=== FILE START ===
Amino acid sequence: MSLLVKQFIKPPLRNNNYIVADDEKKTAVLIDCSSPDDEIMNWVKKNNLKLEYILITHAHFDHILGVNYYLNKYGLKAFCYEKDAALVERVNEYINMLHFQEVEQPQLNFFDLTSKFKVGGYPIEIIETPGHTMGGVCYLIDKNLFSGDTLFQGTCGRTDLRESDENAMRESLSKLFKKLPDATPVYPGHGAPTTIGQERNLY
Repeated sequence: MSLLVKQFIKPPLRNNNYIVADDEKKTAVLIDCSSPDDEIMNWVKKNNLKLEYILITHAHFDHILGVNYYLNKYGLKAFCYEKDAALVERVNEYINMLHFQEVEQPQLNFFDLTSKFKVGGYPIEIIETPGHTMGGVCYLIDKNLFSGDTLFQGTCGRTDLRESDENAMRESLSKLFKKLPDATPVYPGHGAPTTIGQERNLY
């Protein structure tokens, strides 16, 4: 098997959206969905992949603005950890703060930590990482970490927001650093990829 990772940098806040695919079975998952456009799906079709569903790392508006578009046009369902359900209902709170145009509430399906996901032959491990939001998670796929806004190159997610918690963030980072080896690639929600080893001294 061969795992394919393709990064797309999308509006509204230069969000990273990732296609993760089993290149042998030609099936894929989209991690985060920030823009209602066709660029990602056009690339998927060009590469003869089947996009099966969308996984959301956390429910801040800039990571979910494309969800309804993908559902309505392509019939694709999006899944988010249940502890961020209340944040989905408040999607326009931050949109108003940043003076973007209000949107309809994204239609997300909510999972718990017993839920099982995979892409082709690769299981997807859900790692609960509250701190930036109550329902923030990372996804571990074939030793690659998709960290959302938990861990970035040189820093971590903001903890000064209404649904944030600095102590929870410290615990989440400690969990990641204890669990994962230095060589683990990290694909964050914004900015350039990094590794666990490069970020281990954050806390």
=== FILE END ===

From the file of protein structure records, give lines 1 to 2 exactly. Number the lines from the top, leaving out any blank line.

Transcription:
Amino acid sequence: MSLLVKQFIKPPLRNNNYIVADDEKKTAVLIDCSSPDDEIMNWVKKNNLKLEYILITHAHFDHILGVNYYLNKYGLKAFCYEKDAALVERVNEYINMLHFQEVEQPQLNFFDLTSKFKVGGYPIEIIETPGHTMGGVCYLIDKNLFSGDTLFQGTCGRTDLRESDENAMRESLSKLFKKLPDATPVYPGHGAPTTIGQERNLY
Repeated sequence: MSLLVKQFIKPPLRNNNYIVADDEKKTAVLIDCSSPDDEIMNWVKKNNLKLEYILITHAHFDHILGVNYYLNKYGLKAFCYEKDAALVERVNEYINMLHFQEVEQPQLNFFDLTSKFKVGGYPIEIIETPGHTMGGVCYLIDKNLFSGDTLFQGTCGRTDLRESDENAMRESLSKLFKKLPDATPVYPGHGAPTTIGQERNLY